There is so much I could write; all I can say is that it wasn’t easy, nor done in a rush, on the contrary it was a struggle for months a life decision. Basically I started reading and reading, researching and researching, I went on anti-Shia website and on websites that refuted anti-Shia websites, I compared the arguments and was devastated. My conscious was telling me that the absolute majority of so-called Shia evidences against Sunnis are anything but rock-solid. I encountered numerous misquotations, misattributions, mistranslations, distortions and even blatant lies by Shia propagandists. Thus, no wonder that even some Shia propagandists have started to tone down their praise for poorly written (but highly praised and propagated by Shias at the same time) polemical Shia works like Tijani’s (Ex-Sufi) ‘Then I was guided’, ‘Peshawar Nights’, ‘al-Muraja’at’ and their likes (all books that have been thoroughly refuted by Ahlus-Sunnah.
Anyhow, research was possible but not easy at that time, especially since I did not know any Arabic, however, with some assistance and an iron will I always got what I needed. Eventually I stumbled across a Sunni website that was oddly in English and Thai language. It turned out that the Iranian regime sent (and is still doing so) missionaries to Thailand and the Muslims over there are naturally unaware of Shi’sim as they have zero personal exposure to it. Perfect victims for the Iranian regime and the Shia clergy and their crocodile tears and victim role da’wah.
The English section of the website (offline) had a number of articles in defence of Sahabah. Shia arguments against Abu Hurayrah, Aisha, Umar, etc. were debunked and the Sunni case was convincingly argued. But my religious bias got the better of me, I just couldn’t let go of Shi’ism despite knowing deep inside that it is nothing but a pagan folklore religion in the name of the Ahlul-Bayt (peace be upon them).
It turned out that one of the main writers of the English section of the website was Iranian, worse (to me, at that time), he was an Iranian former Shia and convert to Ahlus-Sunnah. He introduced himself to me in chats and was of excellent character. He had a very calm personality (not impulsive like myself), very soft spoken and full of mercy for Shias and every human being really. He told me that he’s not just an Ex-Shia but a also a former Shia cleric. He had to leave Iran after his wife did not just ask for divorce after he left Shi’ism, but also caused trouble to the extent that she wanted him dead. His own family denounced him, but the truth was dearer to him so he fled and ended up in Europe (they would have executed him by simply calming that he’s a ‘Wahhabi agent’ and other baseless accusations with which the Iranian regime has always got rid of Sunnis they want to get rid off).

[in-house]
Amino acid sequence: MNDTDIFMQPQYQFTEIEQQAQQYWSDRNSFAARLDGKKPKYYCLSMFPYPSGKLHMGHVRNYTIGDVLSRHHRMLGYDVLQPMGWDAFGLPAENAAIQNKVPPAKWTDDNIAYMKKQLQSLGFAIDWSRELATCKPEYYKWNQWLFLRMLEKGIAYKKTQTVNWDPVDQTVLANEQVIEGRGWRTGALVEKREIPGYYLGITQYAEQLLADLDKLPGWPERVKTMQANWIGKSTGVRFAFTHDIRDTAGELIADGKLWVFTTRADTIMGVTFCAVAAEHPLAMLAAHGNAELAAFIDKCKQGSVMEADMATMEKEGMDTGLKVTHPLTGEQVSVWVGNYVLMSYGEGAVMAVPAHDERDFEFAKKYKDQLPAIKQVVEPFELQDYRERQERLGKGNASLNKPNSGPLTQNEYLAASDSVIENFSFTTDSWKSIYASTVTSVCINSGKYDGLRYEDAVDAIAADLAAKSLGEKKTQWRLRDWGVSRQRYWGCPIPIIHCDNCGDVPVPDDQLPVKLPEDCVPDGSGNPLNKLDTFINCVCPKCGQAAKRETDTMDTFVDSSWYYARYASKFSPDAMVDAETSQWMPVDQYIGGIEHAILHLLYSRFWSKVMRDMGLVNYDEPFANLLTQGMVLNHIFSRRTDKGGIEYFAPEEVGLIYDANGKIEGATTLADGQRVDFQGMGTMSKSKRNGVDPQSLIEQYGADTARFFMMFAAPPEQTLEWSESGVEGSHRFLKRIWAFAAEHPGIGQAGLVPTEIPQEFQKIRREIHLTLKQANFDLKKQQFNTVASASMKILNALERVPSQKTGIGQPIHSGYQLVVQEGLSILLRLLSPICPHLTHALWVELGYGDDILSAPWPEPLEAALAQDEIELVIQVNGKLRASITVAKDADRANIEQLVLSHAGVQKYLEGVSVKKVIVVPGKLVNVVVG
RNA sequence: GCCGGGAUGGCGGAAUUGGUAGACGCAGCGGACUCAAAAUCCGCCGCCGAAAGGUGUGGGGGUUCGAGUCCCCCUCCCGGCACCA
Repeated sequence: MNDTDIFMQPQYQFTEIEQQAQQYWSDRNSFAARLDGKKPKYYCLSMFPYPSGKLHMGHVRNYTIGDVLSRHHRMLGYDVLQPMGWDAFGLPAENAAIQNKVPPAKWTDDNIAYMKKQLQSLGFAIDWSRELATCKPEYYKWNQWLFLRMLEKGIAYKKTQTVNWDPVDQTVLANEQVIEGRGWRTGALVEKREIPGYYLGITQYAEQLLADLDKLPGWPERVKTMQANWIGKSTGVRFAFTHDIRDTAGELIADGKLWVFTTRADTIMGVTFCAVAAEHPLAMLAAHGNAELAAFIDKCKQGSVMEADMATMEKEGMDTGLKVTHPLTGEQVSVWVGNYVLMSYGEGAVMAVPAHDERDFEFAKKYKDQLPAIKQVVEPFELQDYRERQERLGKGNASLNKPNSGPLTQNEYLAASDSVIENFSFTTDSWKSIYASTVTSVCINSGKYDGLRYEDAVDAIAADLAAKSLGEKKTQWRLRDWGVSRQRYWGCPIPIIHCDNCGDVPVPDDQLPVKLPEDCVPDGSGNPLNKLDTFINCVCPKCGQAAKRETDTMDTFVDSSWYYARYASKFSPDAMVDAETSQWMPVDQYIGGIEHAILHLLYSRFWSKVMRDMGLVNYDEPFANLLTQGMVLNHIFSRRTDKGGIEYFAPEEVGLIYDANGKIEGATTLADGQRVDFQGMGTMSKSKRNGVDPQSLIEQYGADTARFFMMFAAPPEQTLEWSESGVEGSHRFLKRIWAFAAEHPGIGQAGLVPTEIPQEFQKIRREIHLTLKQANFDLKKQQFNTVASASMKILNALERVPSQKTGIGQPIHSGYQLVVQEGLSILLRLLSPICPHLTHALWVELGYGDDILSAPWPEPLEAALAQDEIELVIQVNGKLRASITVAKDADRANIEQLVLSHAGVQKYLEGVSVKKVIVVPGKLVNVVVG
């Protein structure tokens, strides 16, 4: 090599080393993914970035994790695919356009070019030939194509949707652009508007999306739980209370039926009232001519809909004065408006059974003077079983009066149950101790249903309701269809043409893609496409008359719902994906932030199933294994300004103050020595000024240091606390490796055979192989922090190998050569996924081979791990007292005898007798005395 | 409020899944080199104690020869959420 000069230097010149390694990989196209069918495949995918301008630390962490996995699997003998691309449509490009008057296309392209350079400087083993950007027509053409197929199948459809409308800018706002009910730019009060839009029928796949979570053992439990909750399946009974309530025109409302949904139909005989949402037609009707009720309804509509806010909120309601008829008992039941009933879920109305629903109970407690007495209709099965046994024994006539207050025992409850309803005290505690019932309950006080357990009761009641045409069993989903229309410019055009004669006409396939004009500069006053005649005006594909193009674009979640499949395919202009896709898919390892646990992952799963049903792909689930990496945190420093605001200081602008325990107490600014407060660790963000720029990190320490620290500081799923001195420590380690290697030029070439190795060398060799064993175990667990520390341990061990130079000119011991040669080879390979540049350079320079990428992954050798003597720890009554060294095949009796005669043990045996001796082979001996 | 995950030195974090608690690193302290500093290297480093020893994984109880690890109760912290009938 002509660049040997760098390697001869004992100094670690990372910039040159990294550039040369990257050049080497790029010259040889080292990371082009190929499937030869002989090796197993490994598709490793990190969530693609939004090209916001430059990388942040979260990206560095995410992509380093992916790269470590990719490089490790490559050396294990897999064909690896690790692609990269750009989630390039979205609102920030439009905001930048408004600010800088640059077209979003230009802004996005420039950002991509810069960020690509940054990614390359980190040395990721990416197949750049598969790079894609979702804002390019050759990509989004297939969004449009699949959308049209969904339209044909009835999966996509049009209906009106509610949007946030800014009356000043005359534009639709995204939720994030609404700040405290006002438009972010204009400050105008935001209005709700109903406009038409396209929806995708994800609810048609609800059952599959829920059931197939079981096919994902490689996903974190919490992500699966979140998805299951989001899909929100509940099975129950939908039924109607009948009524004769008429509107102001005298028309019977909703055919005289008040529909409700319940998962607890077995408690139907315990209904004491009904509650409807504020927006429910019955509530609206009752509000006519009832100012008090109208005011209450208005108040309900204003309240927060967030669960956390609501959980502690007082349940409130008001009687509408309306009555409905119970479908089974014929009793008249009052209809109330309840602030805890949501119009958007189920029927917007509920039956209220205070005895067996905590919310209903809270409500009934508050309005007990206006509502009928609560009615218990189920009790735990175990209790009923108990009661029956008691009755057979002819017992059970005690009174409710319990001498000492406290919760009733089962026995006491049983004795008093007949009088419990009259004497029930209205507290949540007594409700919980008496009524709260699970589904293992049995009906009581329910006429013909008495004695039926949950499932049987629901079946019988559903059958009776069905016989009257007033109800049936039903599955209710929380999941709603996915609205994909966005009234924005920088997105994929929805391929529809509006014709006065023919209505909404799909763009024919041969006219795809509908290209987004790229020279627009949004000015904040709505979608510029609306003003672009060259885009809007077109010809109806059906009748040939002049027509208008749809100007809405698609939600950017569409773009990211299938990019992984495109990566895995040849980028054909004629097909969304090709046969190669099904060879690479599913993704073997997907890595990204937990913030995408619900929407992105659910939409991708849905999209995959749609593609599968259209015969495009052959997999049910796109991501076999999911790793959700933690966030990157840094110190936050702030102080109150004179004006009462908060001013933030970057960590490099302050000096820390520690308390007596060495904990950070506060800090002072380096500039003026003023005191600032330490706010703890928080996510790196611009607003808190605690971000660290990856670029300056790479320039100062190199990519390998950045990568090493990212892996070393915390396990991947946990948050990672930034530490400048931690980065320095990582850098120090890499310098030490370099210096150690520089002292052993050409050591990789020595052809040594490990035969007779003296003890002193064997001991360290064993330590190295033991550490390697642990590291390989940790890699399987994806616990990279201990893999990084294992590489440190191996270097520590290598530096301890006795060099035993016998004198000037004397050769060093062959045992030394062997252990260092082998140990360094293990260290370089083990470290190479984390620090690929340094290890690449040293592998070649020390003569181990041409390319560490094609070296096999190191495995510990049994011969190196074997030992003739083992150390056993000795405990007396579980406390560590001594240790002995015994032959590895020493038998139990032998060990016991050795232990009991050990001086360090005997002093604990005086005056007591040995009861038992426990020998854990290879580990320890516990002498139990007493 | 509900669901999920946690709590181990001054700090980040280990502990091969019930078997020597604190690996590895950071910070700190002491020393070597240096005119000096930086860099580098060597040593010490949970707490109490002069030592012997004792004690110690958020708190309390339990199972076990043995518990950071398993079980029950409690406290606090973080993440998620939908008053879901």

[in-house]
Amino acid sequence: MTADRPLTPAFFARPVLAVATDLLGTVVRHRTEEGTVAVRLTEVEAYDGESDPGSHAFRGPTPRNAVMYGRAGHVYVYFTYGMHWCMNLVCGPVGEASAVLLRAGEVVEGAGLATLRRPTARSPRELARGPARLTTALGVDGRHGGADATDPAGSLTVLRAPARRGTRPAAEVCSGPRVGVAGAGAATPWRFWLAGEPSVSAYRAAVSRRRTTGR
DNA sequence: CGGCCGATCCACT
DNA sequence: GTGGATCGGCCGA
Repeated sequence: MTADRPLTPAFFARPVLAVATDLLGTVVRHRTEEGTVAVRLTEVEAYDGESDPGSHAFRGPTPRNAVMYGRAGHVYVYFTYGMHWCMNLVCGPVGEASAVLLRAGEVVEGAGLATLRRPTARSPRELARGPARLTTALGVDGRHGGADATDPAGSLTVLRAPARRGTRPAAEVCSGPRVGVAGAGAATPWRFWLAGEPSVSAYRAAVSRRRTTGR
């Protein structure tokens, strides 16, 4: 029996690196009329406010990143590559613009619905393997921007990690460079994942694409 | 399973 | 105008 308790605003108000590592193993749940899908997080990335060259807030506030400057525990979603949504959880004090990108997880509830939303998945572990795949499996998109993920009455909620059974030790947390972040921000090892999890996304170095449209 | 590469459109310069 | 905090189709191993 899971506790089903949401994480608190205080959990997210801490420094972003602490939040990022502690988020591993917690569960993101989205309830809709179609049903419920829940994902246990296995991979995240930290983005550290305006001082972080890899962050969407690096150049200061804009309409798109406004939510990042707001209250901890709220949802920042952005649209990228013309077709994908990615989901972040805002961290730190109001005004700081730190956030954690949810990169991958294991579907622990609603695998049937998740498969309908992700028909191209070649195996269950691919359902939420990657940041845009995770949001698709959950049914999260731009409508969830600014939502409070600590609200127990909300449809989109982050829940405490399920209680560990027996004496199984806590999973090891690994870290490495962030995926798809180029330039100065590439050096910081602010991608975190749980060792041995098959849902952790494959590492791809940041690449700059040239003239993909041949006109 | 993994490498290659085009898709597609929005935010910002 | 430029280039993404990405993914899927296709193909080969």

After weeks and months of research and discussions, in winter 2003 I was convinced, convinced of the truth of Ahlus-Sunnah and the falsehood of Shi’ism. I dissociated myself from Twelver Shia Imamism with a thorough dissociation, an Abrahamic one. I stopped going to the Shia centre, lost many friends (and was accused of all sorts of things of course), but I was relieved and loaded with energy and passion.
Ever since that day, the day I left Rafidi Shi’ism, I’ve unsheathed my sword, a sword in the form of my tongue and pen with which I promised to defend the religion of Allah (who doesn’t need me, I need it, and it honours me by defending it) to the best of my ability, especially against the principle enemies of Ahlus-Sunnah, the Rafidah (their evil ‘scholars’ and propagandists, not their laypeople, the victims, may Allah guide them and us).
My research and da’wah work has never stopped ever since the day I left Rafdism. I’ve been continuously and relentlessly contributing to several Islamic online projects in several languages. I witnessed the launch of YouTube and flooded it with my material, I have served as a host and ran my live show for almost 5 years on the notorious Wesal TV (a satellite channel that was launched in reactions to a dozen+ Shia propaganda channels in Arabic and Persian) and أعوذ بالله من كلمة أنا (I seek refuge in boasting with the word “I”).
Of course, as an Iranian Shia convert to Ahlus-Sunnah I was fascinated and intrigued by the native Sunni population of Iran, their history and how Iran was brutally forced into a majority Shia country after being a majority Sunni stronghold for most of its Islamic history. (‘Iranians have always favoured Shi’ism’ is nothing but myth that is parroted by Iranian nationalists and the Shia clergy alike, both are often bedfellows when it comes to the hatred of Sahabah/Arabs, especially the likes of al-Faruq ‘Umar ibn al-Khattab).
Eventually, my passion gave birth to sonsofsunnah.com a project to which I’ve dedicated numerous articles, representing and revealing the beautiful Islamic-Sunni history of Iran that due to Shia and Iranian nationalist propaganda is often downplayed and brushed aside.
The latest main project I’ve been involved is Sunnah Discourse. I’ll leave you with my favourite videos from our channels and ask Allah to guide us all to the best:
I’m from the lands of Persia by qadr but Muslim and from Ahlus-Sunnah by the graces of my Rabb.